A number of scholars have argued for a connection between Joseph Smith’s First Vision and the commencement of his treasure-digging activities, a trend nicely summarized by Mark Ashurst-McGee in his seminal work on Joseph Smith’s seer stones:
When Joseph went to the grove he was not just wavering between Presbyterianism and Methodism, but between organized religion and folk magic. Should he join one particular denomination or were they all wrong together? Should he convert to Evangelicalism or obtain his seer stone? “Go thy way,” the Lord told him, and rejected the churches of the day in part because, as he told Joseph, they taught “the commandments of men, having a form of Godliness but they deny the power thereof.” As historian Marvin Hill notes, the power and gifts of God were not denied by the treasure seers and diggers and other practitioners of folk magic. Richard Bushman explains that the First Vision would have driven Joseph away from the organized churches in his mother’s social orbit toward the treasuring-seeking culture of his father.
Ashusrt-McGee goes so far as to ask, “Did Jesus instruct Joseph to obtain a stone?”
Interestingly, as Bushman argues that the First Vision moved Smith away from his mother’s religiosity to his father’s, neighbors who knew Joseph Sr. in Vermont claimed that it was Joseph Sr.’s idea to find his son a seer stone. In a letter addressed to Joseph Smith in 1844, the Vermont Green Mountain Boys declared, “[Y]ou ought to have given [Joseph Sr.’s] full history for you was old enough when you left here to remember a great many things about him and how he used to tel[l] about your being born with a veil over your face, and that he intended to procure a stone for you to see all over the world with.”
As I discussed in this post, Joseph Jr. had a number of traits that would have potentially made him a seer in Euro-American folk culture: born near Christmas, born the third son, and, according to the Green Mountain Boys, born with the veil or caul. Yet Smith did not procure this stone until after his vision pushed him towards his father’s religiosity.
Piecing together the nature of Joseph Sr.’s religiosity is challenging, but it included things like Universalism, supernaturalism, dreams, treasure digging, and a handful of parchments that contained supernatural diagrams called lamens.
Michael Quinn demonstrated that the Smiths’ lamens drew upon diagrams found in certain grimoires, or magic books, and many Mormon ideas can be found in such books, including Cornelius Agrippa’s Three Books of Occult Philosophy, the spurious Fourth Book of Occult Philosophy (which Agrippa didn’t write but was attributed to him) and Reginald Scot’s Discoverie of Witchcraft.
Another book that was used as a grimoire not only had numerous Mormon ideas but also described similar uses for seer stones: John Dee’s spirit diary that was published by Meric Casaubon as A True and Faithful Religion of What Passed between Dr. John Dee and Some Spirits (1659). Similarities found in A True and Faithful Relation include using a seer stone to understand an unknown language (in Dee’s case, the Enochian language), focusing on Enoch, and being commanded by angels to engage in shared marriages. The fact that Joseph Sr.’s dreams that Lucy related had a number of similarities with visions recorded in A True and Faithful Relation, suggests Joseph Sr. himself may have been influenced by that text. If so, perhaps Joseph Sr.’s desire to find his son a seer stone was also influenced by Dee.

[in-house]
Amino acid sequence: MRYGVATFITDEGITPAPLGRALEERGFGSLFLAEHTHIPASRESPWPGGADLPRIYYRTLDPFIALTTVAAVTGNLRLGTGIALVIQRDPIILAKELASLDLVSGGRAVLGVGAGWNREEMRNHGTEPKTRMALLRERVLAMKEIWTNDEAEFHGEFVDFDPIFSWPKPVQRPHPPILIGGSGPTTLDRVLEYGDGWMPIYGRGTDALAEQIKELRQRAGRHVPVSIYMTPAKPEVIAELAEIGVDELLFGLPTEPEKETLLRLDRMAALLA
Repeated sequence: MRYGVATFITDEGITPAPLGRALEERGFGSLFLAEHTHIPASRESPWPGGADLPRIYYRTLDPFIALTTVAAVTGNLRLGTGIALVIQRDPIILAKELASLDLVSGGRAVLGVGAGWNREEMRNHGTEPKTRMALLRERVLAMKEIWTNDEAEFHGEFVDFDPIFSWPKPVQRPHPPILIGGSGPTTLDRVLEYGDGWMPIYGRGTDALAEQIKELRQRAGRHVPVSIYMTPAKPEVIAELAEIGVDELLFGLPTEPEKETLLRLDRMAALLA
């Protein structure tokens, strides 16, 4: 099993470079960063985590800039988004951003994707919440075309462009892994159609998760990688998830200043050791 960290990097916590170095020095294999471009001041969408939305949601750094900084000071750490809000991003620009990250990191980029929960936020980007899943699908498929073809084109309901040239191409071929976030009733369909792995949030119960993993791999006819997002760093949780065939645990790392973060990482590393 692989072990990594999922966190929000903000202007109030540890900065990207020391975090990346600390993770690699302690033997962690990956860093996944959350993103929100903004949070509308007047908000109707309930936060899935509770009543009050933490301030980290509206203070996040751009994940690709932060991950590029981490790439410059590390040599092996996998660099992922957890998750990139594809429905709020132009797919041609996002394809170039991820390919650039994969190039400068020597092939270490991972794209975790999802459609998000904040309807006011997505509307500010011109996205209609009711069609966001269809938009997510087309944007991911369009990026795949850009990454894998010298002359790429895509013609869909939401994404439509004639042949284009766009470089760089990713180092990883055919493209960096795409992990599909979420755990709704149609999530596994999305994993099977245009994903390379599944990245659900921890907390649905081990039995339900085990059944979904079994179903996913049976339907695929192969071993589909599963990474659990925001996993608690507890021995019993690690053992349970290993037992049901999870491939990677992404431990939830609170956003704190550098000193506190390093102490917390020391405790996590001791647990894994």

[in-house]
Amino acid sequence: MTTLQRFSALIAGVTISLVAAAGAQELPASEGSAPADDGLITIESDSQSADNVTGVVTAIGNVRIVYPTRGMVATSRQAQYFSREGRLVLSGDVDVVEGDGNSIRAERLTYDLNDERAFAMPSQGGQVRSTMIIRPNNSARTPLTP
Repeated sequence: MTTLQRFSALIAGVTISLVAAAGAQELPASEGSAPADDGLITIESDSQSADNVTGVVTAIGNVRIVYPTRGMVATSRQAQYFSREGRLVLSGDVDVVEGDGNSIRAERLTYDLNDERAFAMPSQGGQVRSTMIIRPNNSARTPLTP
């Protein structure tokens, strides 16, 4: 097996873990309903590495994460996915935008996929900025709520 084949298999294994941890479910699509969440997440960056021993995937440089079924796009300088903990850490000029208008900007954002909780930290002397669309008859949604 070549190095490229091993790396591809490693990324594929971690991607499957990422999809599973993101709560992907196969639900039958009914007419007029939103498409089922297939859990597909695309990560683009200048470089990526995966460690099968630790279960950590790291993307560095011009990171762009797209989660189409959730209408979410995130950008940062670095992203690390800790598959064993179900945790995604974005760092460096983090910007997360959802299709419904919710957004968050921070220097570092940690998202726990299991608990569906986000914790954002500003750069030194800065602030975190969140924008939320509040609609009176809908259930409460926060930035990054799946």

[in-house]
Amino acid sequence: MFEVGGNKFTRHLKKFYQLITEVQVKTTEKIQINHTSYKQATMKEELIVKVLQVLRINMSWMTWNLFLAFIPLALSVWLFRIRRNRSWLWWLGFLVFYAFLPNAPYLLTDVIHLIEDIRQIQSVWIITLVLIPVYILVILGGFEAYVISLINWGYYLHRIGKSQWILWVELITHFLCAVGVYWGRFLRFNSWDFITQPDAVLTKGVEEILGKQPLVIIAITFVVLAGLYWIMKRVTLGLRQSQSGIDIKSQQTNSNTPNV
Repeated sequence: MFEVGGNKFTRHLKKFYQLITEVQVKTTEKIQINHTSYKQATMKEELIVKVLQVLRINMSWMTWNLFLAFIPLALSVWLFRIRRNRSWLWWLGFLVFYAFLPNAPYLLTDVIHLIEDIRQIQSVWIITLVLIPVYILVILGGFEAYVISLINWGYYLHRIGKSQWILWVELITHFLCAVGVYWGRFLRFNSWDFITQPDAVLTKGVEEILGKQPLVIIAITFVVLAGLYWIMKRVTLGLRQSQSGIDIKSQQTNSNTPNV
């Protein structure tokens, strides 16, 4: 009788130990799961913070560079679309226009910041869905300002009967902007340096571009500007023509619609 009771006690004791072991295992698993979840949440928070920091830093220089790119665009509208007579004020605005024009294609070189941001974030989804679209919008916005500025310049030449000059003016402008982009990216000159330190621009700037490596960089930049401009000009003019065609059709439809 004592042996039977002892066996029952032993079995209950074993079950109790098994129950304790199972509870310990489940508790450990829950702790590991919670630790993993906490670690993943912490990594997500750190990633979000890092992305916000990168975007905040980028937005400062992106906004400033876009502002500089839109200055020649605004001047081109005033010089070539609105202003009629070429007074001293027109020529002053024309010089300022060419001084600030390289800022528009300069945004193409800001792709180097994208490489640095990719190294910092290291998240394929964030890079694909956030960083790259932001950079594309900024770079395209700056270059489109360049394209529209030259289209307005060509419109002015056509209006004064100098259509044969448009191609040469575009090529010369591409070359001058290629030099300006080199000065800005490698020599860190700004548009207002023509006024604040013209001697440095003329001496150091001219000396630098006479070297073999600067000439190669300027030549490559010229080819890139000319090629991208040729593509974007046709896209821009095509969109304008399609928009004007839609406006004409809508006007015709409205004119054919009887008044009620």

Casaubon published Dee’s diaries to discredit him and to present him as a Faustian figure whose excessive desire to know hidden things led him to be deceived by evil spirits. (A True and Faithful Relation consists mostly of angelic conversations that Dee’s scryer, Edward Kelley had while using Dee’s seer stone). Not surprisingly, Dee described his quest differently than did Casaubon. In A True and Faithful Relation, Dee told the Holy Roman Emperor, “All my life time I had spent in learning … and I found (at length) that neither any man living, nor any Book I could yet meet withal, was able to teach me truths I desired and long for: And therefore I concluded with my self, to make intercession and prayer to the giver of wisdom and all good things, to send me such wisdom, as I might know the natures of his creature. And also enjoy means to use them to his honour and glory.” In another journal that Casaubon did not publish, Dee referred to “What good Counsell the Apostle James giveth, saying, Si quis vestrum careat sapientia, postulat a Deo, &c”; that is, “If any of you lack wisdom let him ask of God.”
For Dee, this meant turning to scrying in order to speak with angels, and Smith’s own religious quest, inspired by the same scripture, pointed him in a similar direction.
 Mark Ashurst-McGee, “A Pathway to Prophethood: Joseph Smith Junior as Rodsman, Village Seer, and Judeo-Christian Prophet,” MA Thesis, Utah State University 2000, 219, 223.
 Green Mountain Boys to Thomas Sharp, February 15, 1844, in Early Mormon Documents, 1:597.
 Quinn, Magic World View, 104-14.
 Stephen J. Fleming, “The Fulness of the Gospel: Christian Platonism and the Origins of Mormonism” (PhD Diss. University of California, Santa Barbara, 2014), 123-25.
 John Dee, A True and Faithful Relation of What Passed between Dr. John Dee and Some Spirits , ed. Meric Casaubon (London, 1659), 231.
 Quoted in Stephen Clucas, “John Dee’s Angelic Conversations and the Ars Notoria : Renaissance Magic and Medieval Theurgy,” in John Dee Interdisciplinary Studies In English Renaissance Thought, ed. Stephen Clucas (Springer Dordrecht: The Netherlands, 2010), 248.